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Coronavirus pandemic: EU agrees €500bn rescue package

EU finance ministers have agreed a €500bn (£430bn;$540bn) rescue package for European countries hit hard by the coronavirus pandemic.

The chairman of the Eurogroup, Mário Centeno, announced the deal, reached after marathon discussions in Brussels.

It comes as Spain's prime minister said the country was close to passing the worst of its coronavirus outbreak.

Spain has Europe's highest number of confirmed cases, with 152,446. More than 15,000 people have died.

The head of the International Monetary Fund (IMF) has warned the world is facing the worst economic crisis since the Great Depression of the 1930s.

Kristalina Georgieva said the coronavirus pandemic would turn economic growth "sharply negative" this year.

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    At their Brussels talks, EU ministers failed to accept a demand from France and Italy to share out the cost of the crisis by issuing so-called coronabonds.

    The package finally agreed is smaller than the European Central Bank (ECB) had urged.

    The ECB has said the bloc may need up to €1.5tn (£1.3tn) to tackle the crisis.

    However, the French Finance Minister, Bruno Le Maire, hailed the agreement as the most important economic plan in EU history.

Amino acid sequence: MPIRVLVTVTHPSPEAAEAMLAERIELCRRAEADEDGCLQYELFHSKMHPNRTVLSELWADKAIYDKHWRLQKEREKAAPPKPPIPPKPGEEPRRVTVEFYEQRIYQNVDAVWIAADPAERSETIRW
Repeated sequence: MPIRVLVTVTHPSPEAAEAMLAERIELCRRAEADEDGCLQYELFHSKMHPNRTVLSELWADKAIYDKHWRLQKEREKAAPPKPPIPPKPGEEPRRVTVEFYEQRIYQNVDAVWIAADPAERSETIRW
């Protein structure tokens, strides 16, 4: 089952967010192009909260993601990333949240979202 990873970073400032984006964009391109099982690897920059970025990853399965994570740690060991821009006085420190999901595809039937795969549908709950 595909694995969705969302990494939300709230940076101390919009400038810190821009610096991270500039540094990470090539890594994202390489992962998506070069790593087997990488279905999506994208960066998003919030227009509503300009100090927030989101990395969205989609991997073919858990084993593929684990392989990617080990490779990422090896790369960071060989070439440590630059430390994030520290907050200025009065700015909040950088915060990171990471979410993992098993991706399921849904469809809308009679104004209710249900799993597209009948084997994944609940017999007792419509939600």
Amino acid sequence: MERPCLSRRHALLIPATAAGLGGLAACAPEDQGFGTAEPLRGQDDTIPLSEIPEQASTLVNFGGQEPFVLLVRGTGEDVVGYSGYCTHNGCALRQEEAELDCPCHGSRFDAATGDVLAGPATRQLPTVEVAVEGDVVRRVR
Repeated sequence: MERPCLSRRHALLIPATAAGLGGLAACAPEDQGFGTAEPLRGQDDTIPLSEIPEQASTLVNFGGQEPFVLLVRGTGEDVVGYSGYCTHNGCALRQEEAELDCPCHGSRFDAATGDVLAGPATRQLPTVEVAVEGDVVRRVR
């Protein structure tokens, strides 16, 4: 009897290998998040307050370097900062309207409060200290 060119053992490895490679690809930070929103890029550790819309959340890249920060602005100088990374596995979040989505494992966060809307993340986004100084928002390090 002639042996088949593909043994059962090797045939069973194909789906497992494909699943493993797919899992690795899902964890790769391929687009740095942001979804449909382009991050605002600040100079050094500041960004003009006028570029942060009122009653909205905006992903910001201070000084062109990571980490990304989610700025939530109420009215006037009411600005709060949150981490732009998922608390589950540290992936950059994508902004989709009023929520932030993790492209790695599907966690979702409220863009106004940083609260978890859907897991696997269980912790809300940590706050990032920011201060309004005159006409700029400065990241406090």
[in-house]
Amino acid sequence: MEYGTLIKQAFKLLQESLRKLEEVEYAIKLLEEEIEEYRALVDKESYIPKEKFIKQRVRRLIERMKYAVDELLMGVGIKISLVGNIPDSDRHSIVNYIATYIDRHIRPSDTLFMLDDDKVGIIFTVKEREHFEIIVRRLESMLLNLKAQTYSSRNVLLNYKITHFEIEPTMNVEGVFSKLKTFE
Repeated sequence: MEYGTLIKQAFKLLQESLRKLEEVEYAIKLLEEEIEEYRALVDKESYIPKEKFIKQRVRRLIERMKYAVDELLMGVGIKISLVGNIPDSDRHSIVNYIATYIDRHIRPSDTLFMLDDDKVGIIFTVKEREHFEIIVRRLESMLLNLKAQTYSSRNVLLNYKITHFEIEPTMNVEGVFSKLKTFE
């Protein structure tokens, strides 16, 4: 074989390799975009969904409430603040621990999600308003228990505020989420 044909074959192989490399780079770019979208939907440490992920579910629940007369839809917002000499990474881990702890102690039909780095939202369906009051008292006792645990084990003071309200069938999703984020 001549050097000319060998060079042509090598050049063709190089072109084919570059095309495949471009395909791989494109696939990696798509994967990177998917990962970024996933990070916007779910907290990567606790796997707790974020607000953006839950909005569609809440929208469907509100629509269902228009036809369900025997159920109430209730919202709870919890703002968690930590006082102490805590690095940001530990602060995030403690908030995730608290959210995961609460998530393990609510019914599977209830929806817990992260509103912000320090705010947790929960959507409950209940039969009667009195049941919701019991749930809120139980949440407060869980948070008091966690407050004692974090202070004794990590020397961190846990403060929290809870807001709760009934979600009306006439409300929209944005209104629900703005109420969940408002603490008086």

"Europe has decided and is ready to meet the gravity of the crisis," he tweeted after the talks.

    The main component of the rescue plan involves the European Stability Mechanism, the EU's bailout fund, which will make €240bn available to guarantee spending by indebted countries under pressure.

    The EU ministers also agreed other measures including €200bn in guarantees from the European Investment Bank and a European Commission project for national short-time working schemes.

    Ministers were close to a deal on Wednesday, but the talks broke down and had to be resumed a day later, amid a dispute between Italy and the Netherlands over how to apply the recovery fund.

    "Our faith in Europe has proven correct!" tweeted the Italian president of the European Parliament, David Sassoli triumphantly, as soon as EU finance ministers announced the deal.

    So is he right: is everything hunky-dory now in the EU? The dark mutterings of deep divisions banished?

    Not really.

    The EU is stumbling through this crisis as it has done through the migration and the financial crises before, for instance. The bloc is not about to disintegrate but scars will remain in countries that felt the chilly absence of EU solidarity in their hour of coronavirus need.

    "This has not been our finest moment," a diplomat from an influential EU country told me. "Our response has come late and has been marred by nationalism. Solidarity went out the window with the first coronavirus victim."